Author interview with Ana Radeboldti

Ana has degrees in education and teaches in public schools in New York City. She has combined this passion with her love of traveling by teaching in Kuwait, South Korea, and Mexico City. She has traveled the world over—her visits to Morocco, Italy, Croatia, Spain, Guatemala, Puerto Rico, and Israel have given her the opportunity to walk the paths of the characters she writes about.

Ana also enjoys life at home in the beautiful Hudson Valley area of Upstate New York. She’s a proud mother of a son serving in the United States Navy and the grandmother of three adorable grandchildren.

She has written three fiction books: Drawing Near to Paradise, Giving Entirely to Live, and The Passed Over Dinner: A Passover Tale.

  • Where are you from? I am from the United States
  • Why do you write? I write because it is cathartic, and I enjoy stepping into a new world with my characters.
  • What do you write about? I write about everyday ordinary events in the life of familiar people. And I have learned that sometimes these ordinary people lead extraordinary lives.
  • Do you have a specific writing style? I think I write like a talk. I am always telling stories, so I struggle with the show not tell style.
  • What are obstacles that come in the way of writing? My full-time teaching job can be an obstacle because when I come home from school, I am too tired to write, and I only have Sundays.
  • What’s the most memorable thing asked/said by a reader about your work? I like that one of the teachers in my school came to my classroom door and said, “I’m not hating your book.”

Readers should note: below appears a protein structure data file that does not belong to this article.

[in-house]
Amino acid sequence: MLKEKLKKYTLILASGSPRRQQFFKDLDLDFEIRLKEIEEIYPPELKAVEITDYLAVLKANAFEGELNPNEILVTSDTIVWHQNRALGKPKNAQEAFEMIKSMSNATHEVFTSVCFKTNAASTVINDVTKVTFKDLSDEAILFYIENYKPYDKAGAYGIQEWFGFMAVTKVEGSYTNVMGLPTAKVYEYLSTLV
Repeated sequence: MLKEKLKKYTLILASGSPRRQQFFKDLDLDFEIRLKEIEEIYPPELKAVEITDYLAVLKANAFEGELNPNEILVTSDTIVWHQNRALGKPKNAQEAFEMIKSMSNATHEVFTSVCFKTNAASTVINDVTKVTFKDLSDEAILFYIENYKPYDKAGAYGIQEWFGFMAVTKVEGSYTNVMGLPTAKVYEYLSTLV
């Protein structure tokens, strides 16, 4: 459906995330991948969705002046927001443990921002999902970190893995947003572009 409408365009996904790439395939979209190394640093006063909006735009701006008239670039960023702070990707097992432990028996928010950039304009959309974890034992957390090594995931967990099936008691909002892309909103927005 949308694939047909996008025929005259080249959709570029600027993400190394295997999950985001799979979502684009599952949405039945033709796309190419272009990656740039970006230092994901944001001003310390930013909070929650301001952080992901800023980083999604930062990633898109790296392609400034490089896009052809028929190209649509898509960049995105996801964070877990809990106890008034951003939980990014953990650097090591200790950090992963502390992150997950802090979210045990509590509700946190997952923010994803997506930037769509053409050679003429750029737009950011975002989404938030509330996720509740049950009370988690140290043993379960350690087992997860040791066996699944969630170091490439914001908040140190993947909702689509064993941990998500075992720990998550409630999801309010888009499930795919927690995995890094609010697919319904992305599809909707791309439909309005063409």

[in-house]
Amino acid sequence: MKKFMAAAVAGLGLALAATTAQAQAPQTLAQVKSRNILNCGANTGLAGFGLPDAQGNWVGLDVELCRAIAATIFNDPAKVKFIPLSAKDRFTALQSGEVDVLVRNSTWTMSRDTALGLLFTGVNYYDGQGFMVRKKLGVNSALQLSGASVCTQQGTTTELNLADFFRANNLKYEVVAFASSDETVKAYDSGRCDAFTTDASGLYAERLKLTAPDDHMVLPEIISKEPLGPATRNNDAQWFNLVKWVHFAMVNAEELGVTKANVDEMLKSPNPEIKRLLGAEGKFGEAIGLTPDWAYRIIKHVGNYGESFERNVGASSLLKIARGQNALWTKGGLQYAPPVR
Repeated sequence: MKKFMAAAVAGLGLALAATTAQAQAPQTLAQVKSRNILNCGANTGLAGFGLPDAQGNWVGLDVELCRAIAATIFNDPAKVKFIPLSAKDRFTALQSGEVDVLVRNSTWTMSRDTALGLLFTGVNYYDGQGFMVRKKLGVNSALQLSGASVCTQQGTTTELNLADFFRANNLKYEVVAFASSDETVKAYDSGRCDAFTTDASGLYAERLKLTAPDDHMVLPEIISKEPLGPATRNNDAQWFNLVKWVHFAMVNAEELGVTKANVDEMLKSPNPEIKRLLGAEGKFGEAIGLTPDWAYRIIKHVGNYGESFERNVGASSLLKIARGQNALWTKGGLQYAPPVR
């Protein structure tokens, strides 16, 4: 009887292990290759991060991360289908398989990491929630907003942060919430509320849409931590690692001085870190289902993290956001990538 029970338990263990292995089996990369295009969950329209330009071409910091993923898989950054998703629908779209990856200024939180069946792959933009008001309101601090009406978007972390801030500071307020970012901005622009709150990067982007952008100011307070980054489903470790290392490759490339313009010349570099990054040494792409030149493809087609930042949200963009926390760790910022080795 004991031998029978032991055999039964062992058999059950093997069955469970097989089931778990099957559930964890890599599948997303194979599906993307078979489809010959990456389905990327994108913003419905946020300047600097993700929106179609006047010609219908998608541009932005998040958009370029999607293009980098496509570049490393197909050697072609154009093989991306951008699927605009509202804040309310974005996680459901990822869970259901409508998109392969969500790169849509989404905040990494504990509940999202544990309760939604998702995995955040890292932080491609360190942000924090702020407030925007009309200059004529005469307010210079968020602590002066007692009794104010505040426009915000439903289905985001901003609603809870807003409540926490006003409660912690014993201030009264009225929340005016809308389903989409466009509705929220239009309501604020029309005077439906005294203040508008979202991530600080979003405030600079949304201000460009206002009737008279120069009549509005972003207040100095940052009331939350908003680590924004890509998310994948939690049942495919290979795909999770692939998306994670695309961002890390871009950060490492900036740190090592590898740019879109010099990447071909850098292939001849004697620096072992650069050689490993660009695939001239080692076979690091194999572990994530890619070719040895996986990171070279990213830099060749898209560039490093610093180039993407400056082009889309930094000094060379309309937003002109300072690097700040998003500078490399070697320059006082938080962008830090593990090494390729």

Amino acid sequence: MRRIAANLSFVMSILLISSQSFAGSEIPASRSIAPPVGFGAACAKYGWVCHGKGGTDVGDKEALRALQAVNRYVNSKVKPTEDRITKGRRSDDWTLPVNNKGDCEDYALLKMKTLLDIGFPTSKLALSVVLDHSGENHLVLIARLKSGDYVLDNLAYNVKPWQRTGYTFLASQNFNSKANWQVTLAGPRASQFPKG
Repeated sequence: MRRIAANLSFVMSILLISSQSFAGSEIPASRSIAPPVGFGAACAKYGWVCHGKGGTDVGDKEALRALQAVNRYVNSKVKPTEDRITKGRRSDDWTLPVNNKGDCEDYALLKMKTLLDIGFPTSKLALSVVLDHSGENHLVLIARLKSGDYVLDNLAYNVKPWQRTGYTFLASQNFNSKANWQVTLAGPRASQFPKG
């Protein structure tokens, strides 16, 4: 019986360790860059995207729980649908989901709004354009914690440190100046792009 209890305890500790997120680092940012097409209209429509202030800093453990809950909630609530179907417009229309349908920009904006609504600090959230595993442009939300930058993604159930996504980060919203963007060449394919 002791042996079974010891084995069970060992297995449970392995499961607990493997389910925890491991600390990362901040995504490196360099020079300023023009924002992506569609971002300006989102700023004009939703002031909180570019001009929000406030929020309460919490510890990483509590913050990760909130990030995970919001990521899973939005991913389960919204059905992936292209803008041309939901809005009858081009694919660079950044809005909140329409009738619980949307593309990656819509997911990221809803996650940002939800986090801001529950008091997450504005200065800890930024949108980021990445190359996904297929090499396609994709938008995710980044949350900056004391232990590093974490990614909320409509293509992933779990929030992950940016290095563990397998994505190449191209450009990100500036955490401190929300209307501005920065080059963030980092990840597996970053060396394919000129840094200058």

• How long have you been writing? Since I was nine so about fifty-five years!
  •  When did you first realize you wanted to become a writer? In the fourth grade I wrote stories to entertain my classmates that became like a class soap opera.
  • What is your work schedule like when you are writing? I do my best writing at night and since I’ve been home with the Pandemic, I write from 11:00 p.m. to 12:00 p.m.
  • What would you say is your interesting writing quirk? I think my most interesting quirk is I can’t write with an outline
  • How long does it take to write a book? My first self-published book took 6 months because I was working with a hybrid publisher, my second, third and fourth books took about two months each.
  • Do you have suggestions on how to become a better writer? Write, write, and write some more and get good feedback. Don’t pay for editing and then revise. It’s a waste of money.
  • What challenges do you come across when writing/creating your story? My characters sometimes choose their own destiny and I must go where they lead me.
  • What do you think makes a good story? A good story is when there is an element of surprise. A character flaw you didn’t expect or the character steps out of the stereotype.
  • What does your family think of your writing? It’s a hobby to them and they’ll say, “Oh so and so’s daughter/son wrote a book too.”
  • Do you see writing as a career? Writing for me will be a second career because my first love is teaching. Although honestly teaching is losing its luster.
  • Do you have anything specific you’d like to tell the readers? I think the takeaway from my books is that they should not try to force their story to be something It’s not, nor should they try to follow the formulas many self-writing books offer. They need to write in their own unique style and stop writing to impress. They’re not going to get rich by writing in these days. Unless Oprah endorses their book for her book club!
  • When did you first consider yourself a writer? I considered myself a writer when I attended a Writer ‘s Retreat in South Carolina. Everyone there was a published author, and I came with my notebooks. When I shared the draft of my first novel with the group they loved it and I remember thinking. Heh I am a writer I can do this.